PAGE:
Unlike the gold which needed nothing and must be worshiped in close-locked solitude – which was hidden away from the daylight, was deaf to the song of birds, and started to no human tones – Eppie was a creature of endless claims and ever-growing desires, seeking and loving sunshine, and living sounds, and living movements; making trial of everything, with trust in new joy, and stirring the human kindness in all eyes that looked on her.  The gold had kept his thoughts in an ever-repeated circle, leading to nothing beyond itself, but Eppie was an object compacted of changes and hopes that forced his thoughts onward, and carried them far away from their old eager pacing towards the same blank limit…  The gold had asked that he should sit weaving longer and longer, deafened and blinded more and more to all things except the monotony of his loom and the repetition of his web; but Eppie called him away from his weaving, and made him think all its pauses a holiday, reawakening his senses with her fresh life, even to the old winterflies that came crawling forth in the early spring sunshine, and warming him into joy because she had joy.

And when the sunshine grew strong and lasting, so that the buttercups were thick in the meadows, Silas might be seen in the sunny mid-day, or in the later afternoon when the shadows were lengthening under the hedgerows, strolling out with uncovered head to carry Eppie beyond the Stone Pits to where the flowers grew, till they reached some favorite  bank where he could sit down, while Eppie toddled to pluck the flowers, and make remarks to the winged things that murmured happily above the bright petals, calling “Dad-dad’s” attention continually by bringing him the flowers.  Then she would turn her ear to some sudden bird-note, and Silas learned to please her by making signs of hushed stillness, that they might listen for the note to come again:  so that when it came, she set up her small back and laughed with gurgling triumph.  Sitting on the banks in this way, Silas began to look for the once familiar herbs again; and as the leaves, with their unchanged outline and markings, lay on his palm, there was a sense of crowding remembrances from which he turned away timidly, taking refuge in Eppie’s little world that lay lightly on his enfeebled spirit.

As the child’s mind was growing into knowledge, his mind was growing into memory:  as her life unfolded, his soul, long stupefied in a cold narrow prison, was unfolding too, and trembling gradually into full consciousness.

Silas Marner by George Eliot, pages 149-151

Silas Marner by George Eliot tells the story of the socially withdrawn weaver.  Once in love and a vibrantmember of society, Silas was betrayed by his best friend, who framed him as a thief who stole church money in order to steal Marner’s fiance.  Silas leaves the land where he has always lived and moves to the southern English country communtity of Raveloe, a town that is far out of the way of the main roads and therefore has retained its simpler, pastoral beliefs and ways.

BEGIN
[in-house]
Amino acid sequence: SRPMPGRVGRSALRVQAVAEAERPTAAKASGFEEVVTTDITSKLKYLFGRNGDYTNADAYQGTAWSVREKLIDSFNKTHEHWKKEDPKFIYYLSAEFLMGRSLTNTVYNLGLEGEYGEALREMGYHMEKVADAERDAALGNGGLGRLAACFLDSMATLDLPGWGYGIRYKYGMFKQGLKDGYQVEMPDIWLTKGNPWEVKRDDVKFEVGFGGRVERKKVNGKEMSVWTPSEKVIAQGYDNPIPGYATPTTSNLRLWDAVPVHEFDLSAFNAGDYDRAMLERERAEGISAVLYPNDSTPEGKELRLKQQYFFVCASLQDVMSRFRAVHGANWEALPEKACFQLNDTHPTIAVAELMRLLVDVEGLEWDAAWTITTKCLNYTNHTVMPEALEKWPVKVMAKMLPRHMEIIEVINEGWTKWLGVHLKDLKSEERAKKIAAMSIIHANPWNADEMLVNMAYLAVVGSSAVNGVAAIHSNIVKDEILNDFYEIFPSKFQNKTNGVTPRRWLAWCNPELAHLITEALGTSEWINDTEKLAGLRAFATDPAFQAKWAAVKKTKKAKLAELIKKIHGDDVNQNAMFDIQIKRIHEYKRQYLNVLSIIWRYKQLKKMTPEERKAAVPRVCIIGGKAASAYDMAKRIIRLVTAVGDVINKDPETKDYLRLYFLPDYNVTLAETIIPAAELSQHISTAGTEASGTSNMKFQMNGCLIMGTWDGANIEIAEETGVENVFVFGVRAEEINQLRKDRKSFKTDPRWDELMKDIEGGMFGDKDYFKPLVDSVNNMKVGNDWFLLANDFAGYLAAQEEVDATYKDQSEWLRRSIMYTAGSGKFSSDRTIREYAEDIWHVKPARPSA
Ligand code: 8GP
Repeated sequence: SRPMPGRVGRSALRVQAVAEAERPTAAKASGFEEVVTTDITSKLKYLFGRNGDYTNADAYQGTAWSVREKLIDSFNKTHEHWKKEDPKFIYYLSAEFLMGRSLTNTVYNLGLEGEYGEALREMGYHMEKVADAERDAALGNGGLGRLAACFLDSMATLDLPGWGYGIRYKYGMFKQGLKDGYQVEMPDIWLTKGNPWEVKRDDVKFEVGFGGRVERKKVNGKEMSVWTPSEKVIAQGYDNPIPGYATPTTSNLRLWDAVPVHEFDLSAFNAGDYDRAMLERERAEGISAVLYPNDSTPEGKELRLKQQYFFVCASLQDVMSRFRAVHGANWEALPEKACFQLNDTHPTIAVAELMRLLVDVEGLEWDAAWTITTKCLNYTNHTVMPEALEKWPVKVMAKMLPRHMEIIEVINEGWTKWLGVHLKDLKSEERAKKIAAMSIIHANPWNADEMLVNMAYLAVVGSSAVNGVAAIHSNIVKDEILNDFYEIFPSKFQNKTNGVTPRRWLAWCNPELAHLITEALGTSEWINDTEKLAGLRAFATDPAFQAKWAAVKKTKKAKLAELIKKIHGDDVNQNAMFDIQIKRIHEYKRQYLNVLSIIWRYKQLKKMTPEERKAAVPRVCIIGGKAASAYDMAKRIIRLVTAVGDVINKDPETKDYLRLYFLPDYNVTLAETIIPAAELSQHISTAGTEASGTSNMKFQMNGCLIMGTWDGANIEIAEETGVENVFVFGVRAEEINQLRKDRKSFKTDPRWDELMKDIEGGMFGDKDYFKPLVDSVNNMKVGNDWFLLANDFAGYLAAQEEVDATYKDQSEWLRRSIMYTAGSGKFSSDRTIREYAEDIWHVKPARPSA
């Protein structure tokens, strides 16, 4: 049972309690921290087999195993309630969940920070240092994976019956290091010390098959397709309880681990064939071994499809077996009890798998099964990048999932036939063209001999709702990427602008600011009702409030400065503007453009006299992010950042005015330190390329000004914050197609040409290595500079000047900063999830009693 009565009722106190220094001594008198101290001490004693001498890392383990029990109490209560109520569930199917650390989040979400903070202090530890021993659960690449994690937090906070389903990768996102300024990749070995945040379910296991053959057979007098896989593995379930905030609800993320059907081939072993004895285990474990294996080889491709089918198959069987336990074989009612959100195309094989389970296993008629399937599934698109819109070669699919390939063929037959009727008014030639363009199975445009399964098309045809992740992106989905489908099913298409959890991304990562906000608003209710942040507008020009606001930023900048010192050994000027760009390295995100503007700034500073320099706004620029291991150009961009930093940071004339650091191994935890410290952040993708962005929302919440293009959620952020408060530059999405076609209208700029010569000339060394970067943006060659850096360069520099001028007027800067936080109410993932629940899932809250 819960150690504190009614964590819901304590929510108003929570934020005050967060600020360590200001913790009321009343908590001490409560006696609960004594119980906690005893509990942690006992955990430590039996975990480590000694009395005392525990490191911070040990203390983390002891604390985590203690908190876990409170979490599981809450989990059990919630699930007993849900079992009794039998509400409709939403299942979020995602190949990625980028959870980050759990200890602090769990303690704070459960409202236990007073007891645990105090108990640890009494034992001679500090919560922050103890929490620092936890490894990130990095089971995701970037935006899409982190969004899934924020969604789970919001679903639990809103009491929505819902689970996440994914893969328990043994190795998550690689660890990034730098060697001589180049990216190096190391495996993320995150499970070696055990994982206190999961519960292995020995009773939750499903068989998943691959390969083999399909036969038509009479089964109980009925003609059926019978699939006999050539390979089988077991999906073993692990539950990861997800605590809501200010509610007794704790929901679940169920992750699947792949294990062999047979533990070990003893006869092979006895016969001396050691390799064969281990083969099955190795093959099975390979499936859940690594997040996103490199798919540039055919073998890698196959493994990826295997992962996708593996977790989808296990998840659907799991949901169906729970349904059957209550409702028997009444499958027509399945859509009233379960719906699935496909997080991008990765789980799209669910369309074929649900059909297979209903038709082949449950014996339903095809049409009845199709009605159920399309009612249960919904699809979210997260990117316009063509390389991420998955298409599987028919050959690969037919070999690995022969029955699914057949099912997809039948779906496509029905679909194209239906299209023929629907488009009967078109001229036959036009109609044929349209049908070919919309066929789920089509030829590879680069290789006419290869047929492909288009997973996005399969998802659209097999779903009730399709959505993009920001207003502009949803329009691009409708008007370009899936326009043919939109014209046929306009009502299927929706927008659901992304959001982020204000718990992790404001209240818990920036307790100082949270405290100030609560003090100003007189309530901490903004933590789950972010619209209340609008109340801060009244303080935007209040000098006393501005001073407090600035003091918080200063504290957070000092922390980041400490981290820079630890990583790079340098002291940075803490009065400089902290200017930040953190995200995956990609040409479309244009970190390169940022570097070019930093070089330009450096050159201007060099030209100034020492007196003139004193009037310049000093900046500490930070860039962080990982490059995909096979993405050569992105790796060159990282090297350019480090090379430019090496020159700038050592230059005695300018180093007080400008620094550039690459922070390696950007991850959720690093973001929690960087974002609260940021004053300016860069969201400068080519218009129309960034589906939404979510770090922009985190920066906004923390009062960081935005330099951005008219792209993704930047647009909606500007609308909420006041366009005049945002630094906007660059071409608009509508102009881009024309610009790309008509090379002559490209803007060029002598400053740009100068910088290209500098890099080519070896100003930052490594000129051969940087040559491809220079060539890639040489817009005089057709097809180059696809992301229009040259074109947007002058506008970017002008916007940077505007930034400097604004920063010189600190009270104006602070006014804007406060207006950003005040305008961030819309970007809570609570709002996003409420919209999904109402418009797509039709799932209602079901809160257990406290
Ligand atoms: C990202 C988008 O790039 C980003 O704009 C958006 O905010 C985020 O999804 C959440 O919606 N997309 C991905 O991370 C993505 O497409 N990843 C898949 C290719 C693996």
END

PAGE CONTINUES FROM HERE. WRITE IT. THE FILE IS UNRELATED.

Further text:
For fifteen years Silas works at his loom, usually sixteen hours a day, seven days a week, in pursuit of his only companion,  the gold guineas he receives as pay for his work, and shuns all society.  However, when he falls victim to a robbery that separates him from his 270 pounds that he had hoarded over the years, he begins a journey of reclamation and healing.  The arrival of Eppie, the gold-haired girl he, at first, mistakes as his returned gold, slowly reawakens feelings of faith, trust and love within him.

 But… can it be meant to last?

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I vaguely remember reading Silas Marner in high school as part of the advanced English Honors program.  As I read through this a second time, I remembered why.  Eliot’s language is slow and thick, at times mind-numbingly so, and some of the descriptions of the society of a bygone era drug on and on with the inane details of gowns and cows and ghosts and blah blah blah.  I found myself wishing for a good Austen novel.  And now I’m not nearly as convinced I want to crack open Middlemarch, a book at least three times the length also by Eliot.

I did, however, love the story itself.  I felt such sympathy and excitement for Silas as I followed him through all his heartaches and then as rejoiced with him as Eppie, the orphaned child who came into his life by chance, becomes the salvation of his humanity and restores all that he once lost.

A few years ago, Hollywood modernized this story in a movie starring Steve Martin as Silas.  The movie is “A Simple Twist of Fate,” and I recommend it to anyone interested in the story (don’t post hate comments for this, but I’d rather watch the movie than read the book any day!).  Of course, the movie is not a substitute for the book as an assignment for school, but could be watched AFTER you’ve read it. 😉

Obviously, Silas Marner by George Eliot is a literary classic and therefore has merit, but it’s definitely not my favorite classic.  I give Silas Marner 3 out of 5 stars.